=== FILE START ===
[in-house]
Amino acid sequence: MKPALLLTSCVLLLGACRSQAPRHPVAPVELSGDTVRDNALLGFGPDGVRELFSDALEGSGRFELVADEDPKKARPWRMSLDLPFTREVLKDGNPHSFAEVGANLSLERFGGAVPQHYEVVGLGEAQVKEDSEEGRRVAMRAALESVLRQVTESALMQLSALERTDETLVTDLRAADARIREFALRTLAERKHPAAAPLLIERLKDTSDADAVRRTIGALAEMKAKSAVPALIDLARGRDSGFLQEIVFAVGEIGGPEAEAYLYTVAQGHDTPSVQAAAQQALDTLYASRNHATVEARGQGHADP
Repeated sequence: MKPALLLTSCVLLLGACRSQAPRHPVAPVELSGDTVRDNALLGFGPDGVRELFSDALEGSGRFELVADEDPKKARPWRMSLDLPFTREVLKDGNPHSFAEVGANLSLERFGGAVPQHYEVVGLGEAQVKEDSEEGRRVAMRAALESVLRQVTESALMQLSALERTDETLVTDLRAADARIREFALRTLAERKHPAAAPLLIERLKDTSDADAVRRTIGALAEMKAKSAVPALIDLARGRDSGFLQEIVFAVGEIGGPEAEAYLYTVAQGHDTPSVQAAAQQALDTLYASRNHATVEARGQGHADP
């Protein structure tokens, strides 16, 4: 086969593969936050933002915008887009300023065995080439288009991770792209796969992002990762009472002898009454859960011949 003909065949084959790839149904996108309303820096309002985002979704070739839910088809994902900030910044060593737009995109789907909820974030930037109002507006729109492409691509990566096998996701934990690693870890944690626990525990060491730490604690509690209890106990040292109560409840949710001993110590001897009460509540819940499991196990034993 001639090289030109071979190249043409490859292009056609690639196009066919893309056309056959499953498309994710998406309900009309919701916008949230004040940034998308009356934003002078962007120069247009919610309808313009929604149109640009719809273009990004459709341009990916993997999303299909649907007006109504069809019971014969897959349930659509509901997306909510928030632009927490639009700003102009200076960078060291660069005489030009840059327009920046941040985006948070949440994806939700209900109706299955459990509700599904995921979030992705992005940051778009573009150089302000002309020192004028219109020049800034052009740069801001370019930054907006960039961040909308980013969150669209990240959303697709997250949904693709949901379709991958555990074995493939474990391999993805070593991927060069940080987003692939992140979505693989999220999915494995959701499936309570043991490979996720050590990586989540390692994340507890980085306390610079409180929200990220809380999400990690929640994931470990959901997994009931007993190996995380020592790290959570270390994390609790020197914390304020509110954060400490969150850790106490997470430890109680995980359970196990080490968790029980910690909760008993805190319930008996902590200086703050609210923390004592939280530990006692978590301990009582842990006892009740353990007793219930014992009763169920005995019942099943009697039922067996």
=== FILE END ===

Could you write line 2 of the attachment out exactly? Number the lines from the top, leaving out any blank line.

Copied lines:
Amino acid sequence: MKPALLLTSCVLLLGACRSQAPRHPVAPVELSGDTVRDNALLGFGPDGVRELFSDALEGSGRFELVADEDPKKARPWRMSLDLPFTREVLKDGNPHSFAEVGANLSLERFGGAVPQHYEVVGLGEAQVKEDSEEGRRVAMRAALESVLRQVTESALMQLSALERTDETLVTDLRAADARIREFALRTLAERKHPAAAPLLIERLKDTSDADAVRRTIGALAEMKAKSAVPALIDLARGRDSGFLQEIVFAVGEIGGPEAEAYLYTVAQGHDTPSVQAAAQQALDTLYASRNHATVEARGQGHADP